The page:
The Corporation for Public Broadcasting has appointed Cheraine Stanford vice president, television content strategy, effective June 21. In this position, CPB said, “she will plan, lead and execute projects and strategic initiatives that advance a mission-focused pipeline of public media content for national distribution across a diverse range of broadcast and digital platforms.” “Cheraine is […]
On Thursday, the full Senate approved three of President Joe Biden’s four nominees to serve on CPB’s board of directors: Laura Gore Ross, Elizabeth Sembler and Tom Rothman. Biden’s fourth nominee is Kathy Im, director of journalism and media for the John D. and Catherine T. MacArthur Foundation. Her nomination remains on the Senate calendar, according to a CPB spokesperson.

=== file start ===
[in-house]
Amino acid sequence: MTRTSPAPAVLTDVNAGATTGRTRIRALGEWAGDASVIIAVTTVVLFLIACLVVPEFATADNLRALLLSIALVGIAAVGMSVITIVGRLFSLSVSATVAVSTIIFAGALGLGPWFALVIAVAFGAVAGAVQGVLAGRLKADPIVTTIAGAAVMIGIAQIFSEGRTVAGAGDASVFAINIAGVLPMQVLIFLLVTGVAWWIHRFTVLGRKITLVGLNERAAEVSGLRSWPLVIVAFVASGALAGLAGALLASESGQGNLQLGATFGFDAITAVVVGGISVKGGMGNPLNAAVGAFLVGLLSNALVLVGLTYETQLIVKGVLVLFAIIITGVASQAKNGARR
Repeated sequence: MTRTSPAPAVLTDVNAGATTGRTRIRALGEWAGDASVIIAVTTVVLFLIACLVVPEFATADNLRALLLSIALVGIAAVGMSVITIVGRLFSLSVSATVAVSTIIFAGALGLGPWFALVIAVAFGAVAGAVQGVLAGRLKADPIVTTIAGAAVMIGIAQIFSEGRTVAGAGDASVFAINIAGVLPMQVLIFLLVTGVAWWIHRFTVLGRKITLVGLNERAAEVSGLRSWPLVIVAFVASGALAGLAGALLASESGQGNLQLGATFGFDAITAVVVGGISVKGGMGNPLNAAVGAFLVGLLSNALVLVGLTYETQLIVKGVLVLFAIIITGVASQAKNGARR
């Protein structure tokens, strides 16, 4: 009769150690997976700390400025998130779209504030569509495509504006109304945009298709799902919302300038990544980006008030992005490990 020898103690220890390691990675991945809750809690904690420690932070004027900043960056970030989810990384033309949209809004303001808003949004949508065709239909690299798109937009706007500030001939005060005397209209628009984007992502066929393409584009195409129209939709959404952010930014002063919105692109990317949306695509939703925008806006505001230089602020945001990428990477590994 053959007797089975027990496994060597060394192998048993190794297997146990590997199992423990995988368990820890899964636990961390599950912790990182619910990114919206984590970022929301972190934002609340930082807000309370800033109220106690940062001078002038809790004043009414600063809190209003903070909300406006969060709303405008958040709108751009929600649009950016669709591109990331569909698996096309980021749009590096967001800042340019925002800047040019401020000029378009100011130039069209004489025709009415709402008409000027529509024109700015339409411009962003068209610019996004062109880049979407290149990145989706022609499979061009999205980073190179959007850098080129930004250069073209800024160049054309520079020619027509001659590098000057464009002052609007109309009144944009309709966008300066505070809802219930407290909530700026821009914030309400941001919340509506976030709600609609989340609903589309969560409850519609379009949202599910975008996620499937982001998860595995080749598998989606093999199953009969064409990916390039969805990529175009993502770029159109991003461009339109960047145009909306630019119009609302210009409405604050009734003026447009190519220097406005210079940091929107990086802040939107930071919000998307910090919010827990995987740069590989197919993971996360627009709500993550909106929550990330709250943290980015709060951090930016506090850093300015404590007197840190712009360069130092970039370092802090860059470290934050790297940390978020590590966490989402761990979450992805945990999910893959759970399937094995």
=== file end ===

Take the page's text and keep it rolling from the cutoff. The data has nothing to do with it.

The former chief communications officer for the Recording Industry Association of America and Nancy Pelosi, moves to public broadcasting.
Noncommercial stations continued on their path toward full funding-plus even as President Trump has tried to defund the Corporation for Public Broadcasting.
The House has approved funding for the Corporation for Public Broadcasting, the independent agency that dispenses federal money for noncommercial media. The $495 million in funding, which was not only full funding but an additional $50 million, is for 2022. CPB is forward funded in an attempt to depoliticize the process.
The United States Senate has confirmed the nominations of Janice Miriam Hellreich and Robert A. Mandell and the renomination of Bruce Ramer to the board of directors of the Corporation for Public Broadcasting. Hellreich, of Kailua, Hawaii, is a speech language pathologist who founded the first speech and language therapy program at Taipei American School […]